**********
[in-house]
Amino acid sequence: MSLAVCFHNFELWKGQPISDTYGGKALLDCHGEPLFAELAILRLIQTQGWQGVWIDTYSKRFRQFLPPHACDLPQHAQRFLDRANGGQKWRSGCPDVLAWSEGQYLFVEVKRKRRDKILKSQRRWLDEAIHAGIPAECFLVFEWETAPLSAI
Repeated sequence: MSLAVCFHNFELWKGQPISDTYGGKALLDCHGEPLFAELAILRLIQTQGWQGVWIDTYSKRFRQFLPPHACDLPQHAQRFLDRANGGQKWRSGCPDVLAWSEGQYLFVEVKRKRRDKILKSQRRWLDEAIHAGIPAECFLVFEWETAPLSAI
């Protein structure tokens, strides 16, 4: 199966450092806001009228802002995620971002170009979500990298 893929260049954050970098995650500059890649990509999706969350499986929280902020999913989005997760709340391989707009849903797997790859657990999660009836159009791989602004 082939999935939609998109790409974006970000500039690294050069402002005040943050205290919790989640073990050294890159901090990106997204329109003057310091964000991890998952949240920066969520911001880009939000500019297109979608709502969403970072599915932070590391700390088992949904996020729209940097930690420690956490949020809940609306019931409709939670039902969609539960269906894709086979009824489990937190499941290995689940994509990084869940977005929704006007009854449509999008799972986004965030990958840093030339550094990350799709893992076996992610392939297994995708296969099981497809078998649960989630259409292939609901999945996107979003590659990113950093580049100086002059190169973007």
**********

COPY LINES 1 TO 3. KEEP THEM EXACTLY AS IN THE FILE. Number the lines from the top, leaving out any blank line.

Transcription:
[in-house]
Amino acid sequence: MSLAVCFHNFELWKGQPISDTYGGKALLDCHGEPLFAELAILRLIQTQGWQGVWIDTYSKRFRQFLPPHACDLPQHAQRFLDRANGGQKWRSGCPDVLAWSEGQYLFVEVKRKRRDKILKSQRRWLDEAIHAGIPAECFLVFEWETAPLSAI
Repeated sequence: MSLAVCFHNFELWKGQPISDTYGGKALLDCHGEPLFAELAILRLIQTQGWQGVWIDTYSKRFRQFLPPHACDLPQHAQRFLDRANGGQKWRSGCPDVLAWSEGQYLFVEVKRKRRDKILKSQRRWLDEAIHAGIPAECFLVFEWETAPLSAI